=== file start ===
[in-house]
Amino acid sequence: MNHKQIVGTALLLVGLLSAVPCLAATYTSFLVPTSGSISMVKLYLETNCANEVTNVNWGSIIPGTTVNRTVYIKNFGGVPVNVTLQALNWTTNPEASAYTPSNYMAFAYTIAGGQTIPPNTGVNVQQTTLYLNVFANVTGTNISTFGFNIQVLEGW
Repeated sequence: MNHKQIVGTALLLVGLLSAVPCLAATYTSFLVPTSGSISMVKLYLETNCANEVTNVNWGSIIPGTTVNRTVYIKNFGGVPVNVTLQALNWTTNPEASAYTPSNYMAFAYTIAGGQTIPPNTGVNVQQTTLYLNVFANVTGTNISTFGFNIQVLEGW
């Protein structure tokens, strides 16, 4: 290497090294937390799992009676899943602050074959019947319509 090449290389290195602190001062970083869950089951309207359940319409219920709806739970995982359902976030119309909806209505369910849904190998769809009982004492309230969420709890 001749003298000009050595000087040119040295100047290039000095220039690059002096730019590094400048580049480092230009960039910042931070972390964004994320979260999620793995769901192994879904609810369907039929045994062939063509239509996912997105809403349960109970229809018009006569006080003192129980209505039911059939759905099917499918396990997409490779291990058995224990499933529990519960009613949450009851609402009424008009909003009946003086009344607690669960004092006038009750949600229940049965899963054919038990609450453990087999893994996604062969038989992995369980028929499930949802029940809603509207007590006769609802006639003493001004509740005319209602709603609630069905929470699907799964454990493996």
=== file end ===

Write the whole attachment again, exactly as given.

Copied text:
[in-house]
Amino acid sequence: MNHKQIVGTALLLVGLLSAVPCLAATYTSFLVPTSGSISMVKLYLETNCANEVTNVNWGSIIPGTTVNRTVYIKNFGGVPVNVTLQALNWTTNPEASAYTPSNYMAFAYTIAGGQTIPPNTGVNVQQTTLYLNVFANVTGTNISTFGFNIQVLEGW
Repeated sequence: MNHKQIVGTALLLVGLLSAVPCLAATYTSFLVPTSGSISMVKLYLETNCANEVTNVNWGSIIPGTTVNRTVYIKNFGGVPVNVTLQALNWTTNPEASAYTPSNYMAFAYTIAGGQTIPPNTGVNVQQTTLYLNVFANVTGTNISTFGFNIQVLEGW
């Protein structure tokens, strides 16, 4: 290497090294937390799992009676899943602050074959019947319509 090449290389290195602190001062970083869950089951309207359940319409219920709806739970995982359902976030119309909806209505369910849904190998769809009982004492309230969420709890 001749003298000009050595000087040119040295100047290039000095220039690059002096730019590094400048580049480092230009960039910042931070972390964004994320979260999620793995769901192994879904609810369907039929045994062939063509239509996912997105809403349960109970229809018009006569006080003192129980209505039911059939759905099917499918396990997409490779291990058995224990499933529990519960009613949450009851609402009424008009909003009946003086009344607690669960004092006038009750949600229940049965899963054919038990609450453990087999893994996604062969038989992995369980028929499930949802029940809603509207007590006769609802006639003493001004509740005319209602709603609630069905929470699907799964454990493996």